None of this is good for the patients. Nursing home residents often return from the hospital more confused or with a new infection, said Dr. David Gifford, a senior vice president of quality and regulatory affairs at the American Health Care Association, a nursing home trade group.
“And they never quite get back to normal,” he said.
‘She Looked Like A Wet Washcloth’
Communication lapses between physicians and nursing homes is one recurring cause of rehospitalizations. Elaine Essa had been taking thyroid medication ever since that gland was removed when she was a teenager. Essa, 82, was living at a nursing home in Lancaster, Calif., in 2013 when a bout of pneumonia sent her to the hospital.
When she returned to the nursing home—now named Wellsprings Post-Acute Care Center—her doctor omitted a crucial instruction from her admission order: to resume the thyroid medication, according to a lawsuit filed by her family. The nursing home telephoned Essa’s doctor to order the medication, but he never called them back, the suit said.
Deborah Ann Favorite holds a photograph of her mother, Elaine Essa. The nursing home and Essa’s primary care practice settled a lawsuit brought by the family. (Heidi de Marco/KHN)
Without the medication, Essa’s appetite diminished, her weight increased and her energy vanished—all indications of a thyroid imbalance, said the family’s attorney, Ben Yeroushalmi, discussing the lawsuit. Her doctors from Garrison Family Medical Group never visited her, sending instead their nurse practitioner. He, like the nursing home employees, did not grasp the cause of her decline, although her thyroid condition was prominently noted in her medical records, the lawsuit said.
Three months after her return from the hospital, “she looked like a wet washcloth. She had no color in her face,” said Donna Jo Duncan, a daughter, in a deposition. Duncan said she demanded the home’s nurses check her mother’s blood pressure. When they did, a supervisor ran over and said, “Call an ambulance right away,” Duncan said in the deposition.
At the hospital, a physician said tests showed “zero” thyroid hormone levels, Deborah Ann Favorite, a daughter, recalled in an interview. She testified in her deposition that the doctor told her, “I can’t believe that this woman is still alive.”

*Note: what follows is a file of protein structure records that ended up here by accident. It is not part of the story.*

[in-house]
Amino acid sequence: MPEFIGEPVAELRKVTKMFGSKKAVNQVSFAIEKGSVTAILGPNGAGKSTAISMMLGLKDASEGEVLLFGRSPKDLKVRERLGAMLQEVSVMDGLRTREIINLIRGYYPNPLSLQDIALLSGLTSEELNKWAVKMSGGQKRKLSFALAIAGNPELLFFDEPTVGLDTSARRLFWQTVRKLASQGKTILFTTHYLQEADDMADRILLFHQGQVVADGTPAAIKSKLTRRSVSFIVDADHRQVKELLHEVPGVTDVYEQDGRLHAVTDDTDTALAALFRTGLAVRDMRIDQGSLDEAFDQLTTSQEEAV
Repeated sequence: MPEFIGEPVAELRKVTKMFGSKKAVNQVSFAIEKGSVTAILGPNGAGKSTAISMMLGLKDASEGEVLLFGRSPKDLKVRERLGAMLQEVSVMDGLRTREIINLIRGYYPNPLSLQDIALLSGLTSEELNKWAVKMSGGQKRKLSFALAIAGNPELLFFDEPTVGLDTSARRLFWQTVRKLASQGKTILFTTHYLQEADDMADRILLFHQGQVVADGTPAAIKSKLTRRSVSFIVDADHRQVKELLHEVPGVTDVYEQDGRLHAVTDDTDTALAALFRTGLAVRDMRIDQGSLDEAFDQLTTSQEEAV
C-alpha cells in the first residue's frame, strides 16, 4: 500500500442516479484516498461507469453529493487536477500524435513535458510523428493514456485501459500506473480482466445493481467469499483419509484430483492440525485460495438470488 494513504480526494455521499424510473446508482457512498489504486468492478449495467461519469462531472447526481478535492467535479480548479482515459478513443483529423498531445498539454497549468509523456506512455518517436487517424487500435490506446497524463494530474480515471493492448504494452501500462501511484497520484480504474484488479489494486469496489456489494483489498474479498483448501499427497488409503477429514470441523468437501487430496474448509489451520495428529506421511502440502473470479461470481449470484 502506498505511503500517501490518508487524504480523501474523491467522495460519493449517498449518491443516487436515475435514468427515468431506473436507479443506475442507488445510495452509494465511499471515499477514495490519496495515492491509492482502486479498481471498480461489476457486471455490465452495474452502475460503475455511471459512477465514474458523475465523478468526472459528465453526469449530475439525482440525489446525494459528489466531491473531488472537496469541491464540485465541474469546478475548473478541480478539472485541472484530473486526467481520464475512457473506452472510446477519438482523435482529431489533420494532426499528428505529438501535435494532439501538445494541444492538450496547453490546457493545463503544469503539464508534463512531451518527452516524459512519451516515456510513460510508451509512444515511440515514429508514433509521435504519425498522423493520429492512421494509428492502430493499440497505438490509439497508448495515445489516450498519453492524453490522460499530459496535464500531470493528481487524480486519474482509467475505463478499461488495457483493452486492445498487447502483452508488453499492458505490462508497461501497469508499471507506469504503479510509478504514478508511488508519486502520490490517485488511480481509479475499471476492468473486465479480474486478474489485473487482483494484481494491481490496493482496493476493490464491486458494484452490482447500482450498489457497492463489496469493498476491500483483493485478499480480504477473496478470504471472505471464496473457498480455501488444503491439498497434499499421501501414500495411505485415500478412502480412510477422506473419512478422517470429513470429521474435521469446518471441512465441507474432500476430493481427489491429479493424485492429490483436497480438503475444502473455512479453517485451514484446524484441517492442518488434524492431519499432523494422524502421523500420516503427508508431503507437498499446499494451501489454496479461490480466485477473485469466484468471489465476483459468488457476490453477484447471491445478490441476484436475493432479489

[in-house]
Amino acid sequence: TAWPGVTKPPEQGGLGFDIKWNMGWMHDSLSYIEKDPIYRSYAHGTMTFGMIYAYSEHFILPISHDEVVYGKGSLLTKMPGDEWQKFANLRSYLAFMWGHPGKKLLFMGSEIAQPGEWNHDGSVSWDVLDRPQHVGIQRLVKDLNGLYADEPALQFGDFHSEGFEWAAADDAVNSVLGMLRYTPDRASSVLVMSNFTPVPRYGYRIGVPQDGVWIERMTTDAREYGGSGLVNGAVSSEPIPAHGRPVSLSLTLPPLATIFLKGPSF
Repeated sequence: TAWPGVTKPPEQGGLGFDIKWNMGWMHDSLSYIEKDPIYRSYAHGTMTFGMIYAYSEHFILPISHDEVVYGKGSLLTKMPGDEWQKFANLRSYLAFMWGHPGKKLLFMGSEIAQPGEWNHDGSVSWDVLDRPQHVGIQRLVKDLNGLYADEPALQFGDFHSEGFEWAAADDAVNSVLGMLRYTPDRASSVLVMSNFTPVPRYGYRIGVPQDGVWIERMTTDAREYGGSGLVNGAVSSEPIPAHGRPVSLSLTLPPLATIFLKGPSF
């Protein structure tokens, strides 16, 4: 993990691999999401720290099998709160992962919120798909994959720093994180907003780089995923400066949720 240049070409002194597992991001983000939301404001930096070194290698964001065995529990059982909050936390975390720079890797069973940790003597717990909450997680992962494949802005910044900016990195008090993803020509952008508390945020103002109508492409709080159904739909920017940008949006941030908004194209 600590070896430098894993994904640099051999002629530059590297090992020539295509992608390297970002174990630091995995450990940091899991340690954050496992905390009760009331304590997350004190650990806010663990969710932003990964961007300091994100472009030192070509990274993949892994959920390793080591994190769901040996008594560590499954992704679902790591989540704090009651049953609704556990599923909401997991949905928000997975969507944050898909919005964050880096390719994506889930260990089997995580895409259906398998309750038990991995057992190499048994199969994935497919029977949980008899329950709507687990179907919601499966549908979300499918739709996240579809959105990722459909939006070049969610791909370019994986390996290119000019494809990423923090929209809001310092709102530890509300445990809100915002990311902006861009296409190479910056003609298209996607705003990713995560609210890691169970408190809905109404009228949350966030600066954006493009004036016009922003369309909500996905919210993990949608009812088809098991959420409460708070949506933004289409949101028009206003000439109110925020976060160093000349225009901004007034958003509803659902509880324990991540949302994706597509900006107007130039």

Essa died the next month. The nursing home and the medical practice settled the case for confidential amounts. Cynthia Schein, an attorney for the home, declined to discuss the case beyond saying it was “settled to everyone’s satisfaction.” The suit is still ongoing against one other doctor, who did not respond to requests for comment.
Dangers in Discouraging Hospitalization
Out of the nation’s 15,630 nursing homes, one-fifth send 25 percent or more of their patients back to the hospital, according to a Kaiser Health News analysis of data on Medicare’s Nursing Home Compare website. The fifth of homes with the lowest readmission rates return fewer than 17 percent of residents to the hospital.
Many health policy experts say Medicare’s upcoming penalties will pressure nursing homes to send fewer patients to the hospital. But patient advocates fear the campaign against hospitalizing nursing home patients may backfire, especially when Medicare begins linking readmission rates to its payments.
“We’re always worried the bad nursing homes are going to get the message ‘Don’t send anyone to the hospital,’” said Tony Chicotel, a staff attorney at California Advocates for Nursing Home Reform, a nonprofit based in San Francisco.
Richmond Pines, where Sandra Snipes stayed, has a higher-than-average rehospitalization rate of 25 percent, according to federal records. But the family’s lawyer, Kyle Nutt, said the lawsuit claimed the nurses initially resisted sending Snipes back, insisting she was “just drowsy.”
After Snipes was re-hospitalized, her blood thinner was discontinued, her hip was reset, and she was discharged to a different nursing home, according to the family’s lawsuit. But her hospital trips were not over: When she showed signs of recurrent infection, the second home sent her to yet another hospital, the lawsuit alleged.
Ultimately, the lawsuit claimed that doctors removed her prosthetic hip and more than a liter of infected blood clots and tissues. Nutt said if Richmond Pines’ nurses had “caught the over-administration of the blood thinner right off the bat, we don’t think any of this would have happened.”
Snipes returned home but was never able to walk again, according to the lawsuit. Her husband, William, cared for her until she died in 2015, her daughter, Clark, said.
“She didn’t want to go back into the nursing home,” Clark said. “She was terrified.”
This story was produced by Kaiser Health News, an editorially independent program of the Kaiser Family Foundation.
Header Photo by Heidi de Marco June 13, 2018
Deborah Ann Favorite sits in her Los Angeles apartment last month. Favorite’s mother died after a lapse in communication about the need to resume her thyroid medication. (Heidi de Marco/KHN)